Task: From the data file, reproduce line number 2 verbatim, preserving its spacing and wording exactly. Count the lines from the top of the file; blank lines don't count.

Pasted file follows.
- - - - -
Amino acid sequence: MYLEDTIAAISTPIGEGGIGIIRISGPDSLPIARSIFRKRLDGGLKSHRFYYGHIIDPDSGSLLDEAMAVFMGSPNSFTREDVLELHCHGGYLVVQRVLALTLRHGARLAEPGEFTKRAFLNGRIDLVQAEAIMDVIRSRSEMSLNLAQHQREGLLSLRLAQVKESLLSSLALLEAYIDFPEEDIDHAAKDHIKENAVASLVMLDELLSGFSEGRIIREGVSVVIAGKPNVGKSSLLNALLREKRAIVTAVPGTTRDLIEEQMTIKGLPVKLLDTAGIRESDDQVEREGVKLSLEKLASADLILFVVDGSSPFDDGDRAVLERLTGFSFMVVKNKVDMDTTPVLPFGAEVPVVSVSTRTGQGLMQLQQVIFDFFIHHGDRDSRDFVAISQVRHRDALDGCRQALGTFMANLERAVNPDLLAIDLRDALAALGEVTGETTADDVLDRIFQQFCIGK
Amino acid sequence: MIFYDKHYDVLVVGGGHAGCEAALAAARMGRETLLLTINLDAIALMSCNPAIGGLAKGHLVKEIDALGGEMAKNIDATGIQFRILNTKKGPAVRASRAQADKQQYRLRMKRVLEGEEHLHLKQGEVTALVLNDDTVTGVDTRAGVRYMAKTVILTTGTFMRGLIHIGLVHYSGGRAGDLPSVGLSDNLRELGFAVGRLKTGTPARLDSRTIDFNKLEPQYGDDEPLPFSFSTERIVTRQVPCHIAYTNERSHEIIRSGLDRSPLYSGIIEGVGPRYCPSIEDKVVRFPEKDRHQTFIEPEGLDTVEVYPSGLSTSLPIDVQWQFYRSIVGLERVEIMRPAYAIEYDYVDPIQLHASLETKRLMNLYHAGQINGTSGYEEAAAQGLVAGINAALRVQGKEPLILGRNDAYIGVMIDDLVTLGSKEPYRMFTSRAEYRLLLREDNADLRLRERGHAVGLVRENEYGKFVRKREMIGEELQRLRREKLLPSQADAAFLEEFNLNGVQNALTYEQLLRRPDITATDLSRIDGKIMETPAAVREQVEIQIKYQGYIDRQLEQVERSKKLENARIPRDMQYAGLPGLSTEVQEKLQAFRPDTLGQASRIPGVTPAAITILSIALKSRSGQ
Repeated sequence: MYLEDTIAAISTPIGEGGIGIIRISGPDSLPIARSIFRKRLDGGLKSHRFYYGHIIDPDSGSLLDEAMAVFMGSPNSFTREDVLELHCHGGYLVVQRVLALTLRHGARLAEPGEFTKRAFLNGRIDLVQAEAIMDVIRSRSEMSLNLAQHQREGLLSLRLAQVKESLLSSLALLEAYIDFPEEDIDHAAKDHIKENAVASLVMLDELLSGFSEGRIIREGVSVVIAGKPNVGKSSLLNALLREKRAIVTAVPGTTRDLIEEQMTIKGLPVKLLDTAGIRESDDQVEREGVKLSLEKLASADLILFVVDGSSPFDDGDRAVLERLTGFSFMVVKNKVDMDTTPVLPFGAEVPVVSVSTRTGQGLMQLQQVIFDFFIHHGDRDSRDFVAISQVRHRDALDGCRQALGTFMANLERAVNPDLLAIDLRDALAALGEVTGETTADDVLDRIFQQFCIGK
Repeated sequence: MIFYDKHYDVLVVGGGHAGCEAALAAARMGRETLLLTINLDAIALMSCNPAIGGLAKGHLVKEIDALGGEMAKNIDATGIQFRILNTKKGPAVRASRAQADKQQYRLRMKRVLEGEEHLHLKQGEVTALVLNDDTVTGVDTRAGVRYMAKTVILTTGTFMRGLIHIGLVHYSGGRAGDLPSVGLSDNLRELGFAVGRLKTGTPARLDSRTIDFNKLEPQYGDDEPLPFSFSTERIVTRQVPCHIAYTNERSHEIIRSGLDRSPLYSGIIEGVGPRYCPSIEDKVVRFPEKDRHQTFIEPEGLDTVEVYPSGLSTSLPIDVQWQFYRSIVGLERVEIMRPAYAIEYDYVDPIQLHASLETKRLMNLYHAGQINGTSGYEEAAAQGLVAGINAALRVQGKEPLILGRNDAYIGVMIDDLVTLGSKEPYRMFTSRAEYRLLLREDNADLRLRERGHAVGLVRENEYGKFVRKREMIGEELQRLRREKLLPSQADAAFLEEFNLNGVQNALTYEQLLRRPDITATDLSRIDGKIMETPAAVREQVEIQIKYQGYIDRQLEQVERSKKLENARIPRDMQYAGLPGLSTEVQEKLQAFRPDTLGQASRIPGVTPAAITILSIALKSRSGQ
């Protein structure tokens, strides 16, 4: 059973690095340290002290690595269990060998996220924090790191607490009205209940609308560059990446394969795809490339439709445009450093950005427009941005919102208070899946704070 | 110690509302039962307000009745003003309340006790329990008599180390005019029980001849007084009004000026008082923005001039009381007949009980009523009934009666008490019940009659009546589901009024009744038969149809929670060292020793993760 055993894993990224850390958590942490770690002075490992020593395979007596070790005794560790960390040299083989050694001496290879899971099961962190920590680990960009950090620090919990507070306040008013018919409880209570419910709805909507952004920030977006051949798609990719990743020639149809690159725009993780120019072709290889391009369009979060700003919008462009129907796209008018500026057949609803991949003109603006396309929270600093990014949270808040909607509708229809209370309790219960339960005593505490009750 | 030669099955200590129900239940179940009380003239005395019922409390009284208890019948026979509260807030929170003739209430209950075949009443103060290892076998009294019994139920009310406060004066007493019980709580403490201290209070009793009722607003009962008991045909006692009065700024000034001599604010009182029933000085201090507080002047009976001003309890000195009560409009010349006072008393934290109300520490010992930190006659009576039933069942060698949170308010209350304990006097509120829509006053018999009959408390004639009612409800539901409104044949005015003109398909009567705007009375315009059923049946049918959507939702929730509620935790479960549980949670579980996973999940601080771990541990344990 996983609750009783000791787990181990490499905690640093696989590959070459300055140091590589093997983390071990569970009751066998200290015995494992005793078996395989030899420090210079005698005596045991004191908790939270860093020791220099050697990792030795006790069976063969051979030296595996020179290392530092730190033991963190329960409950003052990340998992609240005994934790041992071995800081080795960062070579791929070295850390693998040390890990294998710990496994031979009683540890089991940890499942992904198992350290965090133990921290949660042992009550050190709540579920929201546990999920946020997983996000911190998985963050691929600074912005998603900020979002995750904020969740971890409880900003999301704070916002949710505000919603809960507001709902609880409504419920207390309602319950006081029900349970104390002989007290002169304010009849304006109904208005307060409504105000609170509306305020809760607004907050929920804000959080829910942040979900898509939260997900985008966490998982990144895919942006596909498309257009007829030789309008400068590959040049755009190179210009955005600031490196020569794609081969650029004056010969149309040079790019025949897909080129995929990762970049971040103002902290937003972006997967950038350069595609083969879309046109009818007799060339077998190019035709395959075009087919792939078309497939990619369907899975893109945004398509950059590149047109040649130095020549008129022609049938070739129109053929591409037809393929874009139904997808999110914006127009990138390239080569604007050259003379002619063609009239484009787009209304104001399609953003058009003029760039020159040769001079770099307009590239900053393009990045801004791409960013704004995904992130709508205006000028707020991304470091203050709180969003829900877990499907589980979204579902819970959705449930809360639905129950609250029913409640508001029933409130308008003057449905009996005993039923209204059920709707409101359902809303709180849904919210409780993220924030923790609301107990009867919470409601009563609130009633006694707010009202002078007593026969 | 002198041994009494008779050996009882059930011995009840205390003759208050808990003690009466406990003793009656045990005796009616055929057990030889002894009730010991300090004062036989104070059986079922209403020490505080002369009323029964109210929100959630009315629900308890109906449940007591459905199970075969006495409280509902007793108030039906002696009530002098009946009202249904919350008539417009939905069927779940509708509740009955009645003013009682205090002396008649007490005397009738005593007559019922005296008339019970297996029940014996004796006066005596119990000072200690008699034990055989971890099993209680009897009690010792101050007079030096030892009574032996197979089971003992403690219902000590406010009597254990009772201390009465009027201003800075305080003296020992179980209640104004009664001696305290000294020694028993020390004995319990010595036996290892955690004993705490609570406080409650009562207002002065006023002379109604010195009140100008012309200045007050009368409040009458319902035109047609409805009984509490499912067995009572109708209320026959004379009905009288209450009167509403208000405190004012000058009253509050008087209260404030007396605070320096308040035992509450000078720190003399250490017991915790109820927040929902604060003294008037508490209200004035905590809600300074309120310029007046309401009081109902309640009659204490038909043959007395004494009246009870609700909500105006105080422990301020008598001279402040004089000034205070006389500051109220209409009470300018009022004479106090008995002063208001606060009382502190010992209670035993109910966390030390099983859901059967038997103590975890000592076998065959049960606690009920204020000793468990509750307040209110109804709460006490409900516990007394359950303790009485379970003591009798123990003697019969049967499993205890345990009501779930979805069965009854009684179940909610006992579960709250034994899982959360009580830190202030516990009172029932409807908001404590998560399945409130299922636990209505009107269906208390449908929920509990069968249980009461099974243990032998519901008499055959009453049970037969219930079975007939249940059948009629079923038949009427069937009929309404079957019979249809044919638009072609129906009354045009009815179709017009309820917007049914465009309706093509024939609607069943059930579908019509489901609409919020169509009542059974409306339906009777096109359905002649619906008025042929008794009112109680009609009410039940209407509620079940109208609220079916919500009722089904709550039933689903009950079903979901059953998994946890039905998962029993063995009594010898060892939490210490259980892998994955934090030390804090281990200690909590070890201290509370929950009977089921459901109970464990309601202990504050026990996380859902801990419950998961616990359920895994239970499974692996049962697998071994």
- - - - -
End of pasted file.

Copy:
Amino acid sequence: MIFYDKHYDVLVVGGGHAGCEAALAAARMGRETLLLTINLDAIALMSCNPAIGGLAKGHLVKEIDALGGEMAKNIDATGIQFRILNTKKGPAVRASRAQADKQQYRLRMKRVLEGEEHLHLKQGEVTALVLNDDTVTGVDTRAGVRYMAKTVILTTGTFMRGLIHIGLVHYSGGRAGDLPSVGLSDNLRELGFAVGRLKTGTPARLDSRTIDFNKLEPQYGDDEPLPFSFSTERIVTRQVPCHIAYTNERSHEIIRSGLDRSPLYSGIIEGVGPRYCPSIEDKVVRFPEKDRHQTFIEPEGLDTVEVYPSGLSTSLPIDVQWQFYRSIVGLERVEIMRPAYAIEYDYVDPIQLHASLETKRLMNLYHAGQINGTSGYEEAAAQGLVAGINAALRVQGKEPLILGRNDAYIGVMIDDLVTLGSKEPYRMFTSRAEYRLLLREDNADLRLRERGHAVGLVRENEYGKFVRKREMIGEELQRLRREKLLPSQADAAFLEEFNLNGVQNALTYEQLLRRPDITATDLSRIDGKIMETPAAVREQVEIQIKYQGYIDRQLEQVERSKKLENARIPRDMQYAGLPGLSTEVQEKLQAFRPDTLGQASRIPGVTPAAITILSIALKSRSGQ